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Stay Hydrated in the Final Heat of Summer

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Well, we are definitely in the dog days of summer and early fall!

School is back in session and I certainly hope we can all be smart about our choices so that the schools can stay open and the kids can enjoy all the school activities coming up. But one thing I want to talk about in kids is hydration and this heat!

Every month I see kids that have issues with not properly hydrating. And it’s not just athletes! If kids are not drinking enough water, then they can feel run down, have headaches, be dizzy and even pass out! I often times have parents say they drink a lot of water, but everyone is different and some need more than others. This is especially true for athletes who are outside at this time of year. Every summer and fall I see kids who are playing summer sports who have symptoms of overheating and it’s because they are not hydrated!

I encourage parents and kids to hydrate well in advance of their activity and not wait until they are thirsty during the practice or game.

Sometimes, if it’s too hot and humid, then these kids can have heat exhaustion or even worse, heat stroke. These can occur when the heat index gets above 100 and can be very dangerous. The heat index is a calculated value based on the temperature and the humidity. Basically we sweat to help cool our body and our core temperature is reduced as the sweat is evaporated off. When the humidity is really high, the sweat cannot properly evaporate off and our body doesn’t cool properly.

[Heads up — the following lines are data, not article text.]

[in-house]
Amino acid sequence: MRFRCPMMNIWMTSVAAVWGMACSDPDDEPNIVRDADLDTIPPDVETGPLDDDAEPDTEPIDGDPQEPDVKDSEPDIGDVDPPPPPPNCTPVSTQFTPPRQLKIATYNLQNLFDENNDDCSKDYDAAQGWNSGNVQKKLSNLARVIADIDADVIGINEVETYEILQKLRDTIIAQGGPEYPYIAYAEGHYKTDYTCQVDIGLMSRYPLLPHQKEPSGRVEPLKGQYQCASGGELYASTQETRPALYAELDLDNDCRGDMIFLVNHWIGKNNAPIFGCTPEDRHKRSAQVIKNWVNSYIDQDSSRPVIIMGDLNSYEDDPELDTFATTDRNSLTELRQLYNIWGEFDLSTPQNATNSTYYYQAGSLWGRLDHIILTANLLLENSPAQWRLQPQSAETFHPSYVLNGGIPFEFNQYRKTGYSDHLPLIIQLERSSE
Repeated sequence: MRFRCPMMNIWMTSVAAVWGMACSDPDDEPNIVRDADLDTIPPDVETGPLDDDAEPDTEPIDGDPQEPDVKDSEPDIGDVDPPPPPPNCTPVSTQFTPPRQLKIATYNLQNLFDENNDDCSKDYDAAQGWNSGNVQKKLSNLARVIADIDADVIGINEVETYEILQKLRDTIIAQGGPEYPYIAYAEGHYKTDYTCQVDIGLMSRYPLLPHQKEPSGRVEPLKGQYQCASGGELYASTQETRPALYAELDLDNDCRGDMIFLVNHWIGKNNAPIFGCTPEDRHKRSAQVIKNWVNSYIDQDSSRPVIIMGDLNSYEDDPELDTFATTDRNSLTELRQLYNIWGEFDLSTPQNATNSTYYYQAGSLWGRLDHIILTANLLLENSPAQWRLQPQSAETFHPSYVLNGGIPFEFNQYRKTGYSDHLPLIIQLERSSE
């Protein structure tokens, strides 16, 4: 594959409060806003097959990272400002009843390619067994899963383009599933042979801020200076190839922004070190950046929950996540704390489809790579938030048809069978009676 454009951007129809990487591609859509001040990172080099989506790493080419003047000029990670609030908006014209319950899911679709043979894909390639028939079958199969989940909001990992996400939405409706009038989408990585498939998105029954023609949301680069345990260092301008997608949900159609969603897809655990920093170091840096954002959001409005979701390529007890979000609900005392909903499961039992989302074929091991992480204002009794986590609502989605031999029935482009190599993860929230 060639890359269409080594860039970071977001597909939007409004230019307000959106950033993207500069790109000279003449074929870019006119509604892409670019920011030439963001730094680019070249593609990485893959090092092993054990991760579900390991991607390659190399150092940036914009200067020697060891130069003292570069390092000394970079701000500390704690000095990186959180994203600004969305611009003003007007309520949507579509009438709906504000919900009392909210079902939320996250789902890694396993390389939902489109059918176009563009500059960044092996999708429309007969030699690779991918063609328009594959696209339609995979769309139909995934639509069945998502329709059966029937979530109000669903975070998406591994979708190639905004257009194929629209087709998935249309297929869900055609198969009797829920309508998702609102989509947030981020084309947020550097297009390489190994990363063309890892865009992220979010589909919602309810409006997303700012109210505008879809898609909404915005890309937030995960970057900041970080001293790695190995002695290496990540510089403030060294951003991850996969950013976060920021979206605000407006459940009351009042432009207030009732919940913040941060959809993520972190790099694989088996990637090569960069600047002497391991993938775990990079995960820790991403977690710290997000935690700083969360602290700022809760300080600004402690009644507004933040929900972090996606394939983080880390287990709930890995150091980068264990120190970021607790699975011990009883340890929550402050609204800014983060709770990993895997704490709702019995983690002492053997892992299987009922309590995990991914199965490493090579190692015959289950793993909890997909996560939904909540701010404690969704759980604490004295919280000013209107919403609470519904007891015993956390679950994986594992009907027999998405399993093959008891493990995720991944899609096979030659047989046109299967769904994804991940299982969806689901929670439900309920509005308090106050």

Signs of heat exhaustion and heat stroke can include:

A higher than normal body temperature (>100 ° F).

Altered mental status.

Skin that is not wet from sweat.

Nausea and vomiting.

Flushed skin.

Rapid breathing.

Headache and increased heart rate.

This can occur with anyone who is outside, not just athletes!

If you notice any of this, get the child into the air conditioning and slowly cool them down with water and cool rags on the back of the neck. While you are doing these things, call 911 or seek medical care immediately at the ER. In extreme cases, this can be fatal, so do not mess around!

So be safe in this heat until those wonderful fall temperatures arrive!


Robert L. Rux, M.D. is a Board Certified Pediatrician at Magnolia Springs Pediatrics. Originally from Mobile, he attended medical school at The University of Alabama School of Medicine (UAB) and completed residency at The Children’s Hospital of Alabama (UAB). He is married to Jaime and has three children, Adler, Walker and Mary McAtee.

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